Stevie Ray Vaughan: Lone Star Rising
Over the next two years, Jimmie started playing gigs professionally and joined bands featuring players much older than him. Stevie struggled to keep up, learning how to play current rock and roll hits such as the Animals’ version of “House of the Rising Sun,” “Gloria” by Them and “Don’t Let the Sun Catch You Crying” by Gerry and the Pacemakers. In 1966, singer and drummer Doyle Bramhall hired Jimmie to play with his band, the Chessmen. This was the beginning of a long musical relationship between Bramhall and the Vaughan brothers.
Bramhall recalled for Hopkins the first time he met Stevie and heard him play, “I was sitting in [the Vaughans’] living room waiting for Jimmie. When Jimmie walked from the back bedroom to the kitchen I heard this guitar playing coming from the other direction. I walked down the hall, and a bedroom door was a little ajar. I looked in, and there was this little skinny 12-year-old kid sitting on the bed playing the Yardbirds’ ‘Jeff ’s Boogie.’ As soon as he saw me, he stopped playing, and I said, ‘Don’t stop.’ Stevie always made it look easy. Even at the age of 12, he definitely had a feel for the guitar.”
During the summer of 1967, while Stevie was only 13, three events transpired that would have a huge impact on his future. The first occurred while he was rummaging through the trash bins behind the Dallas TV studio where a local live teen dance program called Sump’n Else was filmed. Among the garbage, he found a 45-rpm record of Jimi Hendrix’s “Purple Haze,” a song that woke him up to a wild new style of guitar playing. The second took place while he was working as a dishwasher at a burger stand. He fell into a 55-gallon barrel of grease, a humiliation that made him determined to make a living playing with his guitar. The third incident happened when Jimmie moved out of his parents’ house and got his own apartment, leaving behind a 1951 Fender Broadcaster that Stevie began to play. Finally, Stevie had a guitar with which he could produce the sounds of his favorite rock and blues players.
Shortly afterward, Stevie joined his first real band, the Brooklyn Underground, which played at local “sock hops,” high school dances held in the school’s cafeteria or gym. In Hopkins’ book, guitarist and bandmate Paul Kessler recalls, “The main reason we got Stevie in the band was because we considered Jimmie the best guitar player in Dallas. We thought maybe some of that [luck] might rub off on us. I remember that Are You Experienced had just come out, and Stevie jumped on that stuff pretty quick. His influences at the time were his brother, Jimi Hendrix, Eric Clapton and Jeff Beck, and we played songs by the Beatles, Kinks and Yardbirds.”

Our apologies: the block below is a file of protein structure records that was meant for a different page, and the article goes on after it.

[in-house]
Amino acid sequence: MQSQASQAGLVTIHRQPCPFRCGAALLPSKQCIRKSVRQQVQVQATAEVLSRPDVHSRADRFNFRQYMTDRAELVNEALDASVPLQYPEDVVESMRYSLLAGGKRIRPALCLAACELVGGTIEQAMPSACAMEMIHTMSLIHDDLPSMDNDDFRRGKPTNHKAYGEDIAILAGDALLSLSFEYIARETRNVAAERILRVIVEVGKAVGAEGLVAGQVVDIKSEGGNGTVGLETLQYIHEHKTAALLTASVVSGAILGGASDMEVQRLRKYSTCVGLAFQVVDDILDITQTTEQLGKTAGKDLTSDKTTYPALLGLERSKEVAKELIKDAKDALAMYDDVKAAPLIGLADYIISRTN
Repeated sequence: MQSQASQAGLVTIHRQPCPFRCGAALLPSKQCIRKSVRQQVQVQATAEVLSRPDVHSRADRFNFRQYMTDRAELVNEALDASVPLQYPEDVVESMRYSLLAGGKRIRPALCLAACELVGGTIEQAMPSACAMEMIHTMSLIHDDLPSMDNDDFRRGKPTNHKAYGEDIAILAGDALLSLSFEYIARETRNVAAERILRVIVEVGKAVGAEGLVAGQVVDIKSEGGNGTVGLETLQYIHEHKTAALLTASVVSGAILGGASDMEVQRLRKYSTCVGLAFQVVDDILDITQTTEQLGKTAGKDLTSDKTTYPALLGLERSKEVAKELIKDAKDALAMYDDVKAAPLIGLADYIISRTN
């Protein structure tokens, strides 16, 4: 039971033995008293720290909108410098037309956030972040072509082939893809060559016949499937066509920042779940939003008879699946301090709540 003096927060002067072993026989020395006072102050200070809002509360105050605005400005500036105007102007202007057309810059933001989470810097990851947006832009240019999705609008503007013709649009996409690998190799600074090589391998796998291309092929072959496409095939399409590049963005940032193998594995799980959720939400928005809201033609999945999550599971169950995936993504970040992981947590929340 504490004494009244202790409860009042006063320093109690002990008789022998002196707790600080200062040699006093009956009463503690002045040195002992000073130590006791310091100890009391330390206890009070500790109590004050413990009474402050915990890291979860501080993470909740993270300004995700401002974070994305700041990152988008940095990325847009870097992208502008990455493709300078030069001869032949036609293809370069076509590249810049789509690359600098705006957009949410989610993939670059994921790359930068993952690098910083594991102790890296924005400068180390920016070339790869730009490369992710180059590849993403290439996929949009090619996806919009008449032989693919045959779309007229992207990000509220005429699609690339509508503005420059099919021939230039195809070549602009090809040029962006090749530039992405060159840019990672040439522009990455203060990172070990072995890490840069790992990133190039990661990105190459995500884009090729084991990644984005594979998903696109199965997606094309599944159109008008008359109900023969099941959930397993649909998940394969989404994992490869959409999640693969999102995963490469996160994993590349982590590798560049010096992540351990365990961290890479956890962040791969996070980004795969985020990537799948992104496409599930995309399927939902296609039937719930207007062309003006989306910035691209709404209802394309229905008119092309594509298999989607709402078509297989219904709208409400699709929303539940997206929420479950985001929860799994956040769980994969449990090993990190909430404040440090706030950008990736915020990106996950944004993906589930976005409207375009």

Randy Martin, who played bass in the Brooklyn Underground, told Hopkins, “[Stevie] loved Hendrix. When he’d start playing a lead in a song, people would turn around and gravitate toward the stage to see this little kid play guitar. He wasn’t refined back then. He had nervous energy and didn’t know how to put it all together, but it was incredible to see a little kid play guitar like that. He had a gift.”
About a year later, Stevie got to witness his two biggest influences playing a gig together when his brother’s band, the Chessmen, opened for the Jimi Hendrix Experience at the State Fair Music Hall in Dallas on February 16, 1968. Stevie became more determined than ever to follow in his brother’s footsteps, but his overprotective father, who wasn’t thrilled about Stevie’s musical aspirations at such a young age, refused to let him play in establishments where liquor was served and put Stevie’s plans on hold.
Although there wasn’t any blues scene to speak of in Dallas during the late Sixties, many blues legends frequently passed through town to play gigs. In 1969, Stevie, then 14, started hanging out at R&B and soul clubs where touring blues acts frequently played, and occasionally he talked the club owners into letting him sit in with the bands. “I used to ride a cab down to Hall Street in Dallas,” Vaughan told Andy Aledort for an interview published in the December 1990 issue of Guitar for the Practicing Musician. “I’d sneak in the clubs to see T-Bone Walker and Freddie King. It was around the same time that Eric Clapton was [playing blues], and it was like, ‘Oh, it’s okay for me to do this. Somebody else is doing it who’s not black.’ ”
When his bandmates in the Brooklyn Underground became frustrated with having to hire a backup guitarist whenever they played shows at establishments that served alcohol, Stevie and the band parted ways. He went on to join the Southern Distributor, which was focused on creating big productions rather than playing casual club gigs. The band’s business card boasted “solid sound” and a “psychedelic light show,” and described the music with a de rigueur Sixties hippie-dippie phrase: “pseudopsychosonicoptic.”
Artists:Stevie Ray Vaughan
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